SALLY ANDERSON Parkinson’s Team Leader Northern Victor McConvey a specialist neurology nurse from Parkinson’s Victoria talked about sex with a presentation titled ‘Sexy Time – Conversations, tips and tricks on overcoming sexual difficulties in Parkinson’s’. He talked about the importance of carrying out a holistic assessment and the need to discuss sexual and intimacy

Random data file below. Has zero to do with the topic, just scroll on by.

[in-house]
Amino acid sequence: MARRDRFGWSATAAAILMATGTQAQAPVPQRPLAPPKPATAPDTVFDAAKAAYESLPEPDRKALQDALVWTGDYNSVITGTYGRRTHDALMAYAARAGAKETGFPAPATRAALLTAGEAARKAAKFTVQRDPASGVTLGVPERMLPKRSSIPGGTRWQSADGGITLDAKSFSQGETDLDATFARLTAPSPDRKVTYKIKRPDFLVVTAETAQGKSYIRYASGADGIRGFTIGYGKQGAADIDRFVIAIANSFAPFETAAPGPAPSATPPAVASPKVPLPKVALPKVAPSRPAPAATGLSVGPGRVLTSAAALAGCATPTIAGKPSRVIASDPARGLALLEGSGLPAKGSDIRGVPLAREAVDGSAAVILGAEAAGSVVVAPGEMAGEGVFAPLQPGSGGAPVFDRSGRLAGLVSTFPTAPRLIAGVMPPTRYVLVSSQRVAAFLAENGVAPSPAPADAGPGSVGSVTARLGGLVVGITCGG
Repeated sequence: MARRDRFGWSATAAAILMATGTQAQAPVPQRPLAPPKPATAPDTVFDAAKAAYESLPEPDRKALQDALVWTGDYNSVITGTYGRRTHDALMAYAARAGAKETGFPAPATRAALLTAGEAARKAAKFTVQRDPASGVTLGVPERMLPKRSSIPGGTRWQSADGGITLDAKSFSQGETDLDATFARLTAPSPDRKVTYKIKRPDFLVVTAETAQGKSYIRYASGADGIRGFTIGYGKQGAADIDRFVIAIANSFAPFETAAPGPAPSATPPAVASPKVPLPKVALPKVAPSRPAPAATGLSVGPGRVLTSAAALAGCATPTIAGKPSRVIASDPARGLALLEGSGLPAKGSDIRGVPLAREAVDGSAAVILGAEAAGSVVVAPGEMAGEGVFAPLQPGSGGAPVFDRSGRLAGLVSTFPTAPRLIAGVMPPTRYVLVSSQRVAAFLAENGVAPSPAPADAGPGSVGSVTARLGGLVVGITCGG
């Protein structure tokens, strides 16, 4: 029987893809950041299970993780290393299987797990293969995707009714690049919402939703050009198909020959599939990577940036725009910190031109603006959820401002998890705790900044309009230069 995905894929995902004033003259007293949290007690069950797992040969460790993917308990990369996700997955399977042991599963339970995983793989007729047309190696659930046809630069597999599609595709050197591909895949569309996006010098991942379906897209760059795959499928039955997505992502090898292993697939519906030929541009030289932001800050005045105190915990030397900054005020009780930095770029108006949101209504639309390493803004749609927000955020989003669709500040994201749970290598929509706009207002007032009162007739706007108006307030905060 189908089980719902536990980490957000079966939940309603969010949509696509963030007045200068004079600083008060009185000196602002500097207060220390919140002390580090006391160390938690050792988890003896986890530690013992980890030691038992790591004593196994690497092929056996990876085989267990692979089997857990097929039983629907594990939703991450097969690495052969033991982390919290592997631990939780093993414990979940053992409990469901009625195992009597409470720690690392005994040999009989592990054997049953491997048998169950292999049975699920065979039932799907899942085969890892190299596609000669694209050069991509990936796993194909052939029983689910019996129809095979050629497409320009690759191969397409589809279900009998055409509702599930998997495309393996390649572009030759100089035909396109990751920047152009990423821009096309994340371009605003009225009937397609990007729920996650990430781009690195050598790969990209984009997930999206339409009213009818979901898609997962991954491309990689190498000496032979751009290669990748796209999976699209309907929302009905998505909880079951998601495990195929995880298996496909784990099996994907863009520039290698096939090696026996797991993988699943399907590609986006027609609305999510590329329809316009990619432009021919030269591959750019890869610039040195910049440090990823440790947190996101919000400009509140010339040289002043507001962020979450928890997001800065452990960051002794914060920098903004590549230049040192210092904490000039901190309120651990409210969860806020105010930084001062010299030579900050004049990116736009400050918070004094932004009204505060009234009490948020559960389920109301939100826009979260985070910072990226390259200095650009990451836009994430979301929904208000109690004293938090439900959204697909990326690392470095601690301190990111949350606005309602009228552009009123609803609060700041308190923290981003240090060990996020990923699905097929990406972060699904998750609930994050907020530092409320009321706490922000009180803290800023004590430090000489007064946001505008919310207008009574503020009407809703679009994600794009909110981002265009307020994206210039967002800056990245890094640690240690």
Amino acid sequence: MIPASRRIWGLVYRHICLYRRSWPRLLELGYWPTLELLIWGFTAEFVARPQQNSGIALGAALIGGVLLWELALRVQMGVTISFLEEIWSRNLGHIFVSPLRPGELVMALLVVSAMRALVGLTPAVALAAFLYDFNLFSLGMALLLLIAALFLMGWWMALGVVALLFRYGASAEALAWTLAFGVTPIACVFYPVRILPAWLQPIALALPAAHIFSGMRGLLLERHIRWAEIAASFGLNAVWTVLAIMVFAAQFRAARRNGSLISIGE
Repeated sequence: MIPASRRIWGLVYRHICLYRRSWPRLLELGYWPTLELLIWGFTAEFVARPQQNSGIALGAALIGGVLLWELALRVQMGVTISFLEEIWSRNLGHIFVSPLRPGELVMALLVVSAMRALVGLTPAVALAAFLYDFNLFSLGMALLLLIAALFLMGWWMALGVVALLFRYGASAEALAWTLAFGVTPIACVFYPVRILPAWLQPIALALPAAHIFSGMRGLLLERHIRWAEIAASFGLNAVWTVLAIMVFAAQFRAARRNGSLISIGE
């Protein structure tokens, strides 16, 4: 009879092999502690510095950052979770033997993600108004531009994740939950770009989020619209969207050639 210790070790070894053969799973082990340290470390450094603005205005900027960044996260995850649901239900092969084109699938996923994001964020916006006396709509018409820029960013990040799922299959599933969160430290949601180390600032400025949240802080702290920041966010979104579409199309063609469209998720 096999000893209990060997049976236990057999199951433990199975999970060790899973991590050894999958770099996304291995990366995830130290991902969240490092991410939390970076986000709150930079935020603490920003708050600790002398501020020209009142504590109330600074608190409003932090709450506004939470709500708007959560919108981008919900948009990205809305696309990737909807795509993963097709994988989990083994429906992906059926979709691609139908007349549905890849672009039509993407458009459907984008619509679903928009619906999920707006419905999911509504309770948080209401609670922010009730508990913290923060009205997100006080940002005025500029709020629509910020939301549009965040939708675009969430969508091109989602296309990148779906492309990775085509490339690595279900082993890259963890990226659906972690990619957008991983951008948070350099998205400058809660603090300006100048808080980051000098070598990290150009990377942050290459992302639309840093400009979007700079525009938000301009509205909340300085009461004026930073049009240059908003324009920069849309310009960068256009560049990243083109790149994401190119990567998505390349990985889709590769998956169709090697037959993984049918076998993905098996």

difficulties. Due to the challenge of dealing with the motor, non-motor or autonomic symptoms these questions are often omitted during consultation. He presented various tips and tricks to ensure ongoing intimacy. Members of the audience were reminded of the importance of remembering the relationship for what it is and not to focus on labelling it as partner/carer, but rather the husband/wife/partner relationship. Victor encouraged people to talk openly with their partner, to look at times when their medication ensured they were ‘’on’’ and to not rule out the need for more specific medications. The audience was reminded that it was often a good idea to discuss concerns with the family practitioner in case there was another underlying health issue. “I found the presentation useful as it’s an area we are often not comfortable to explore so it’s often neglected which may in turn mean people think that it is a ‘closed door’ or that they are the only ones having problems “ said Sally.